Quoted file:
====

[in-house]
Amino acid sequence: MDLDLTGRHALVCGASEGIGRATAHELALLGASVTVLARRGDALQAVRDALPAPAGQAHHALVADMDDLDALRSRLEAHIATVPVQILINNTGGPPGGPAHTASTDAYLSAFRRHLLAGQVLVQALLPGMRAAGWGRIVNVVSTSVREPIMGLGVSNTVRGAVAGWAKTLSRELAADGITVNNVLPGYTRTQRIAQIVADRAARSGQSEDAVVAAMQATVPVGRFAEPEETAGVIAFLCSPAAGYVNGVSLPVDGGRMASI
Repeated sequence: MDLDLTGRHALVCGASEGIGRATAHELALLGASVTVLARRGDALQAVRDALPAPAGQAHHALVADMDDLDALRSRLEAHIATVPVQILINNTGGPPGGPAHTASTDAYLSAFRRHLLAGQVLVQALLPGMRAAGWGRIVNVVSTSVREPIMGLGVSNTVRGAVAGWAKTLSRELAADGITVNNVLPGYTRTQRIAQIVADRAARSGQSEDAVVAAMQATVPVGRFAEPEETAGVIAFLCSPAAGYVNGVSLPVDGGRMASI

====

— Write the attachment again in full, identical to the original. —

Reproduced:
[in-house]
Amino acid sequence: MDLDLTGRHALVCGASEGIGRATAHELALLGASVTVLARRGDALQAVRDALPAPAGQAHHALVADMDDLDALRSRLEAHIATVPVQILINNTGGPPGGPAHTASTDAYLSAFRRHLLAGQVLVQALLPGMRAAGWGRIVNVVSTSVREPIMGLGVSNTVRGAVAGWAKTLSRELAADGITVNNVLPGYTRTQRIAQIVADRAARSGQSEDAVVAAMQATVPVGRFAEPEETAGVIAFLCSPAAGYVNGVSLPVDGGRMASI
Repeated sequence: MDLDLTGRHALVCGASEGIGRATAHELALLGASVTVLARRGDALQAVRDALPAPAGQAHHALVADMDDLDALRSRLEAHIATVPVQILINNTGGPPGGPAHTASTDAYLSAFRRHLLAGQVLVQALLPGMRAAGWGRIVNVVSTSVREPIMGLGVSNTVRGAVAGWAKTLSRELAADGITVNNVLPGYTRTQRIAQIVADRAARSGQSEDAVVAAMQATVPVGRFAEPEETAGVIAFLCSPAAGYVNGVSLPVDGGRMASI